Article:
Fed: No evidence of deliberate leaks from 2012 meeting
WASHINGTON (AP) — An investigation by the Federal Reserve has found no evidence that market-sensitive information was deliberately leaked from its interest-rate policy meeting in September 2012.
The Fed said in a summary of its investigation, provided to Congress on Monday, that any disclosure of information on Fed policymakers' views appeared to have been "unintentional or careless" and did not contain details of policy proposals.
Lawmakers in recent weeks have asked the Fed for the results of its probe, which was begun in October 2012 at the request of then-Fed Chairman Ben Bernanke and completed in March 2013. The summary was submitted Monday in response to those requests.
The Fed inspector general, an independent watchdog, has been reviewing the handling of the internal probe amid allegations of possible impropriety cited by a key Republican lawmaker.
The case reviewed by the Fed stemmed from an article published by The Wall Street Journal on Sept. 28, 2012 that reported in detail how Bernanke had achieved consensus among the policymakers in a recent meeting on launching an additional round of bond purchases to stimulate economic growth. A report to clients by a financial intelligence newsletter contained similar information a few days later.
The Fed probe found that the author of the Journal article had talked to every Federal Reserve Bank president and most Fed governors as well as staff members, enabling him to obtain the information on the policymakers' views without having to receive leaks of sensitive data. The financial newsletter report appeared to be based on fewer interviews, the summary said.
Rep. Jeb Hensarling of Texas, the head of the House Financial Services Committee and a prominent critic of the Fed, told Fed Chair Janet Yellen in a letter this month that he understood that that the internal probe had been dropped at the request of several members of the Fed's policymaking body. Hensarling said the inspector general's office is pursuing a criminal investigation.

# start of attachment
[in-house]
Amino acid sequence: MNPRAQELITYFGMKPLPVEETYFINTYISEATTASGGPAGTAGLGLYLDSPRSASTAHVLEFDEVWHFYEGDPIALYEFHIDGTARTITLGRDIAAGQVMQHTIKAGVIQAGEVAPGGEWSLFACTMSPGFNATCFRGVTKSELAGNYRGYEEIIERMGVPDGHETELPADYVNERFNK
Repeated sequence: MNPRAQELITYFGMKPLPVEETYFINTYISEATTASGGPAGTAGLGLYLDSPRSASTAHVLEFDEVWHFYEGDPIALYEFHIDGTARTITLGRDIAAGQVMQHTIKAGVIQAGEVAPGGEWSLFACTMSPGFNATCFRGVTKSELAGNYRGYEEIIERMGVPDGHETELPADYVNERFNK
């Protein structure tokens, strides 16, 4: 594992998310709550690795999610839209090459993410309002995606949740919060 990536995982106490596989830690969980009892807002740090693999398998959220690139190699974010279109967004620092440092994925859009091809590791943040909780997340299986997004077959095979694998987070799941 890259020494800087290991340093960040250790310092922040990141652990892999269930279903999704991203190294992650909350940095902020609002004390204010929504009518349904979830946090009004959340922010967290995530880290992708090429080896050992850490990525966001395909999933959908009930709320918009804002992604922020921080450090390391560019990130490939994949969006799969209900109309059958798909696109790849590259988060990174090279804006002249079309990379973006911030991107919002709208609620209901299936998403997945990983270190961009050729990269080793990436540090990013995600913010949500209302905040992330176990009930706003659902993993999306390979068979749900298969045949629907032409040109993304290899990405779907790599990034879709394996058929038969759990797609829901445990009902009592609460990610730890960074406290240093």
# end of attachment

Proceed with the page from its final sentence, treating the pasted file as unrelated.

"The resistance the Financial Services Committee has encountered in trying to help shed transparency on this matter is troubling," Hensarling wrote.
Asked about the alleged pressure from Fed policymakers, Yellen said at her news conference last week, "That is an allegation that I don't believe has any basis in fact. I'm not going to go into the details, but I don't know where that piece of information could possibly have come from."
Yellen said the Fed has policies and procedures that it follows if a leak occurs.
"Let me say that the (policymaking) committee and I personally take very seriously our responsibility to safeguard confidential information," Yellen said.
The security of confidential, market-moving information has increasingly become a concern for federal officials. Possible leaks of government data have led the Labor and Commerce departments as well as the Fed to impose tight procedures for distributing information early to reporters.
Hensarling had no immediate comment on the Fed summary, his spokesman said.